BWW Review: WHISTLE DOWN THE WIND, Union Theatre
With Greta Thunberg named Time Magazine's Person of the Year and on the eve of a general election in which the lines between younger and older people have never been more starkly drawn, Whistle Down The Wind's returns to the Union Theatre is timely.
The children believe - naively but honestly - in the power of Grace, no matter how unlikely its manifestation, how much it disrupts their world, how much it challenges received wisdom. The adults believe in the power of routine, of the threat found in the unknown, of the need to cling on to what they have, though it may not be much.
You can take as much or as little as you like from those parallels with the right here, right now, but when has this much revisited allegory ever been more needed since Mary Hayley Bell wrote the novel 60 years ago?
This is the 1989 version by Richard Taylor and Russell Labey, an odd, off-centred work that in both music and tone sits better with Britten's opera The Turn of the Screw than it does with Broadway's musical heritage. There are some fine set pieces, beautifully delivered by musical director, Rosa Lennox, who is rewarded with some of the finest vocal performances I have heard at this venue in over ten years. Hector Murray also garners much praise for lighting that is often dark - the satanic mills were still there and still dark in late fifties Lancashire - but never so gloomy that we're straining to see the action. That's a harder-than-it-sounds trick to pull off in a fringe theatre.
All good, but what elevates this show to one of the very best in town just now is the quality of the performances. It's hard to credit that this is Sadie Levett's professional debut, so strong is her portrayal of Cathy, the leader of the child disciples, who invests everything in the stranger claiming (inadvertently) to be Jesus Christ. Levett has the look of a young Rachel Weisz and should aim as high with talent like that.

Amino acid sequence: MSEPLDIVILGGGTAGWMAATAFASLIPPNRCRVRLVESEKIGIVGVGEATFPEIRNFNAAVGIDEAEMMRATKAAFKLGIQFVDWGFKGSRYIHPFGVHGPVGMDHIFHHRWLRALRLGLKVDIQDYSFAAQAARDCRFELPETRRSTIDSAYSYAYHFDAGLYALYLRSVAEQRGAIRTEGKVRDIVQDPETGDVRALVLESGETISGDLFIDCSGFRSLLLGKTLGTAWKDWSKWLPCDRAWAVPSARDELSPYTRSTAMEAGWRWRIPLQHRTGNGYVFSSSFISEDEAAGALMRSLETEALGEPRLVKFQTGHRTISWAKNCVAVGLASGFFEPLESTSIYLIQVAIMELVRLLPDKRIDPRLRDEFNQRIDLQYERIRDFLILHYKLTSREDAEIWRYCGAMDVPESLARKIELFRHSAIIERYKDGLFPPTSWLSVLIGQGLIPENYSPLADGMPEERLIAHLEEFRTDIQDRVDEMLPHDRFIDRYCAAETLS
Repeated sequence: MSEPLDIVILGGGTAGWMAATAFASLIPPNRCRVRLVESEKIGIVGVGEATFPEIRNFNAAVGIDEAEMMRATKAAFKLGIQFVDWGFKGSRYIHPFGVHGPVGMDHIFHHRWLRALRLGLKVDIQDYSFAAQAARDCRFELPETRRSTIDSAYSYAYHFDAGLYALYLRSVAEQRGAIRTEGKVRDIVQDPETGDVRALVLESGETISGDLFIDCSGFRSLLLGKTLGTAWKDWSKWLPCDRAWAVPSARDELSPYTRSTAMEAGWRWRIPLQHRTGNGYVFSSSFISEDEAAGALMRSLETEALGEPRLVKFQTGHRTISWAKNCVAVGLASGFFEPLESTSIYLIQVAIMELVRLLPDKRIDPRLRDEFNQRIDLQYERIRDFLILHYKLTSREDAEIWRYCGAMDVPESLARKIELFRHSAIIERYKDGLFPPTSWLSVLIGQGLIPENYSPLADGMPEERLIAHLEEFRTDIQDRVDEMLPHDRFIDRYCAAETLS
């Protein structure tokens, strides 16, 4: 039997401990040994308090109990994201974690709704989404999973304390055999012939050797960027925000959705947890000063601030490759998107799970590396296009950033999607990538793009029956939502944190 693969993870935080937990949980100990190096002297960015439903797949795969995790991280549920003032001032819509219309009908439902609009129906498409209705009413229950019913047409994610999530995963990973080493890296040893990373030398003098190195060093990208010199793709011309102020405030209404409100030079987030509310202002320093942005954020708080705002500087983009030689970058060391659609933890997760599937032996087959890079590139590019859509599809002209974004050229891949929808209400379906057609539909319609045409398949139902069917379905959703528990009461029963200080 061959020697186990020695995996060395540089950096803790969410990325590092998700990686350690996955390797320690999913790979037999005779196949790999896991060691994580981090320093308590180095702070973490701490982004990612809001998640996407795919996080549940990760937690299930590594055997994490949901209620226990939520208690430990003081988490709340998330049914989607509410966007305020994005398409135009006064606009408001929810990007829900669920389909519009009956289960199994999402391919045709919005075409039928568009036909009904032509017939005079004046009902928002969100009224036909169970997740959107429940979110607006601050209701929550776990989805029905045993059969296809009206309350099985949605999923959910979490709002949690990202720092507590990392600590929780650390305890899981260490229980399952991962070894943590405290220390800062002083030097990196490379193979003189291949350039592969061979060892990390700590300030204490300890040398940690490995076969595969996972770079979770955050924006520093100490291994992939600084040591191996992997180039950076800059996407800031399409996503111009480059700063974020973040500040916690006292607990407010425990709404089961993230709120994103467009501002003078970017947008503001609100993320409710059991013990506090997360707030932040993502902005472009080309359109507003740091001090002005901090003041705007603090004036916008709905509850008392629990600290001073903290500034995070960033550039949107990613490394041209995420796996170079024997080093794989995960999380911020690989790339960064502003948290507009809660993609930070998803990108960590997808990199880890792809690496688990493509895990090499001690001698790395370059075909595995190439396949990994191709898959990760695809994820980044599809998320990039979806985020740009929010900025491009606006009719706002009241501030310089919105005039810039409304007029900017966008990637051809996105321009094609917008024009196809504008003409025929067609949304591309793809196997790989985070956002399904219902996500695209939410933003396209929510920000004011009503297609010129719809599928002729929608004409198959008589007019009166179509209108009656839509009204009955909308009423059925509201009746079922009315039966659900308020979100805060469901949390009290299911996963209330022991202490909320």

She gets excellent support from Tara Lucas, displaying masterful comic timing as Cathy's sister Nan, and George Hankers, all boyish enthusiasm as her brother, Charles. Juan Miralles plays the tricky role of the fugitive well, perhaps dialling back the menace a little (we know a lot more men manipulating children for their own ends now than we did even five years ago, never mind 30), but the ambivalence of his character remains nicely unresolved.
Amongst the adults, there are fine comic turns from Eoin McKenna as a vicar whose appeal to the heavens seems only to reach as far as his slateless roof and Louise Kempson, the Sally Army officer whose nativity play drives her to the bottle.
And a special mention to the children of the Union Youth Theatre who are far more than disciples, shepherds and wise men. What a thrill it must be to play so full a part in so splendid a production, the chorus work of which is a real highlight.
It's sentimental of course, but this show has a hard edge to it, a Hans Christian Anderson-like refusal to accept easy answers and a willingness to show that real life isn't always a series of "Happy Ever Afters". If your children might be ready for a story without princesses or soap stars - and if you are too - the Union Theatre offers a five star alternative to panto that can prick a tear in the eye as well as raise a laugh in your heart.